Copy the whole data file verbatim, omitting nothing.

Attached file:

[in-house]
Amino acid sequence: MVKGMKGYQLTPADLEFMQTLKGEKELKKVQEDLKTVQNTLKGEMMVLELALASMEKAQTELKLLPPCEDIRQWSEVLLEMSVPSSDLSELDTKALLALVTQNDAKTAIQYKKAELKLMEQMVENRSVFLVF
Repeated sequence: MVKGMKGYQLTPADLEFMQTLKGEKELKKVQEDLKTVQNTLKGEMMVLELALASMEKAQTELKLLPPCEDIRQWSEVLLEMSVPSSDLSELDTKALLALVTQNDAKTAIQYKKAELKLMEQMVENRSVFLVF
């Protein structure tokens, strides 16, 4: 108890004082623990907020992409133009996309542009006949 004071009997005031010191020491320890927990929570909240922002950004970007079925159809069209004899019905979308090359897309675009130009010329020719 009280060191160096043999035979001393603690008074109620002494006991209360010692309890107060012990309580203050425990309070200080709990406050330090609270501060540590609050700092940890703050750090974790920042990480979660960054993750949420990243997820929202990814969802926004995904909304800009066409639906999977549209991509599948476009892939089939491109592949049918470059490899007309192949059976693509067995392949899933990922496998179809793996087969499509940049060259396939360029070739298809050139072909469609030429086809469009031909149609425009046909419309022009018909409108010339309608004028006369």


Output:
[in-house]
Amino acid sequence: MVKGMKGYQLTPADLEFMQTLKGEKELKKVQEDLKTVQNTLKGEMMVLELALASMEKAQTELKLLPPCEDIRQWSEVLLEMSVPSSDLSELDTKALLALVTQNDAKTAIQYKKAELKLMEQMVENRSVFLVF
Repeated sequence: MVKGMKGYQLTPADLEFMQTLKGEKELKKVQEDLKTVQNTLKGEMMVLELALASMEKAQTELKLLPPCEDIRQWSEVLLEMSVPSSDLSELDTKALLALVTQNDAKTAIQYKKAELKLMEQMVENRSVFLVF
């Protein structure tokens, strides 16, 4: 108890004082623990907020992409133009996309542009006949 004071009997005031010191020491320890927990929570909240922002950004970007079925159809069209004899019905979308090359897309675009130009010329020719 009280060191160096043999035979001393603690008074109620002494006991209360010692309890107060012990309580203050425990309070200080709990406050330090609270501060540590609050700092940890703050750090974790920042990480979660960054993750949420990243997820929202990814969802926004995904909304800009066409639906999977549209991509599948476009892939089939491109592949049918470059490899007309192949059976693509067995392949899933990922496998179809793996087969499509940049060259396939360029070739298809050139072909469609030429086809469009031909149609425009046909419309022009018909409108010339309608004028006369």